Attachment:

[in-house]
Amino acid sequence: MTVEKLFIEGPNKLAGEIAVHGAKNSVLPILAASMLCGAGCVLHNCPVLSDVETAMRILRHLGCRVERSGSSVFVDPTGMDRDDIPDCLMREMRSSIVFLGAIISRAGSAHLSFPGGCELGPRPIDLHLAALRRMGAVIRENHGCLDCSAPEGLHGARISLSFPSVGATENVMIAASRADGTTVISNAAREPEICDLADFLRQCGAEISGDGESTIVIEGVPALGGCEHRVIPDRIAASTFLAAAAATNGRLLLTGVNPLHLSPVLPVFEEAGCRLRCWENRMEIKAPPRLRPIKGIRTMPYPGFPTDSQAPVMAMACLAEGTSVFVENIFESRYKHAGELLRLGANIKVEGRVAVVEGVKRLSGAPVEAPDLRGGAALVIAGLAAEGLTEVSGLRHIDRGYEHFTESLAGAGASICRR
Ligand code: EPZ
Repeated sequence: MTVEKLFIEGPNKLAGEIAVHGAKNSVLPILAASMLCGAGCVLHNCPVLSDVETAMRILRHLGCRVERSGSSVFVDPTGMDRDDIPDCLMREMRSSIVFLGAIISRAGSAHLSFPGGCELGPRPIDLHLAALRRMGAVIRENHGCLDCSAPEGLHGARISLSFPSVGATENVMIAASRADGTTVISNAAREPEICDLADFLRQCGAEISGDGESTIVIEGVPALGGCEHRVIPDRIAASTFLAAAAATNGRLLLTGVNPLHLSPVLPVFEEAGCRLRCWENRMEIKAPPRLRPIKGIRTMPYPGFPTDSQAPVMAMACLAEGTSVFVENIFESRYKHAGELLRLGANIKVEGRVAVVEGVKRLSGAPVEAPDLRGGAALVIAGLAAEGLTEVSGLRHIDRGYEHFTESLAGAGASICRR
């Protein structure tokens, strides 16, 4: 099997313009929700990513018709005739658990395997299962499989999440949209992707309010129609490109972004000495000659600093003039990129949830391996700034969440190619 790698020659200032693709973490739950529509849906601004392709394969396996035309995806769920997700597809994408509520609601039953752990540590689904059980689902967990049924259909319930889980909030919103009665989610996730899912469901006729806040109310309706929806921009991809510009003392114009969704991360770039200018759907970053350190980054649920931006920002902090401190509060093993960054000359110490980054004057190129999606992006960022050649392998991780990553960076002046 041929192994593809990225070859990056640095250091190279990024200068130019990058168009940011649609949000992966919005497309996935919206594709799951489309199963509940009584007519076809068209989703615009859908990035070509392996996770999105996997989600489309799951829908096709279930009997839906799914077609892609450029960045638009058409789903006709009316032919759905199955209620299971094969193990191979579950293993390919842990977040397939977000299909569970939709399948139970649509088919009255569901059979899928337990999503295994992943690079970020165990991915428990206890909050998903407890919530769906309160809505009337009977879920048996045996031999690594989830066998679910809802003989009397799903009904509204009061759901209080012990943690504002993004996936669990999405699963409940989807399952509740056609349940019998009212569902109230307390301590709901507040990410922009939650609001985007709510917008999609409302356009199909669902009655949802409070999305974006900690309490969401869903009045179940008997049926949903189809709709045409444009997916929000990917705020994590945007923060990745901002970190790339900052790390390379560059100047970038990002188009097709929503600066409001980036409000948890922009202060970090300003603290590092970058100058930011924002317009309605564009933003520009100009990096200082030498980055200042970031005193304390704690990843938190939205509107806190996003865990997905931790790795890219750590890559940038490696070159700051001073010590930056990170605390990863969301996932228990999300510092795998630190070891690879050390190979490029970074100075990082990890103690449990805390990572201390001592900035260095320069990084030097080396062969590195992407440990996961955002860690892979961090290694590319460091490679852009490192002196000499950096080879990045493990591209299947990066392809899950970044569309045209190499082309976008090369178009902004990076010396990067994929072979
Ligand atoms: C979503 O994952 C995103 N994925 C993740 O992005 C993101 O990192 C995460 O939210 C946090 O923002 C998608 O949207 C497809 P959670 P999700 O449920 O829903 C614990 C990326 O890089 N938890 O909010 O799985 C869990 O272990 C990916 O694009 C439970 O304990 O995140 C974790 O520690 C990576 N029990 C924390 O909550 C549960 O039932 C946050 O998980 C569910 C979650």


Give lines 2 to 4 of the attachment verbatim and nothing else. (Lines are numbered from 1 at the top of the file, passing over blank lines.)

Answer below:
Amino acid sequence: MTVEKLFIEGPNKLAGEIAVHGAKNSVLPILAASMLCGAGCVLHNCPVLSDVETAMRILRHLGCRVERSGSSVFVDPTGMDRDDIPDCLMREMRSSIVFLGAIISRAGSAHLSFPGGCELGPRPIDLHLAALRRMGAVIRENHGCLDCSAPEGLHGARISLSFPSVGATENVMIAASRADGTTVISNAAREPEICDLADFLRQCGAEISGDGESTIVIEGVPALGGCEHRVIPDRIAASTFLAAAAATNGRLLLTGVNPLHLSPVLPVFEEAGCRLRCWENRMEIKAPPRLRPIKGIRTMPYPGFPTDSQAPVMAMACLAEGTSVFVENIFESRYKHAGELLRLGANIKVEGRVAVVEGVKRLSGAPVEAPDLRGGAALVIAGLAAEGLTEVSGLRHIDRGYEHFTESLAGAGASICRR
Ligand code: EPZ
Repeated sequence: MTVEKLFIEGPNKLAGEIAVHGAKNSVLPILAASMLCGAGCVLHNCPVLSDVETAMRILRHLGCRVERSGSSVFVDPTGMDRDDIPDCLMREMRSSIVFLGAIISRAGSAHLSFPGGCELGPRPIDLHLAALRRMGAVIRENHGCLDCSAPEGLHGARISLSFPSVGATENVMIAASRADGTTVISNAAREPEICDLADFLRQCGAEISGDGESTIVIEGVPALGGCEHRVIPDRIAASTFLAAAAATNGRLLLTGVNPLHLSPVLPVFEEAGCRLRCWENRMEIKAPPRLRPIKGIRTMPYPGFPTDSQAPVMAMACLAEGTSVFVENIFESRYKHAGELLRLGANIKVEGRVAVVEGVKRLSGAPVEAPDLRGGAALVIAGLAAEGLTEVSGLRHIDRGYEHFTESLAGAGASICRR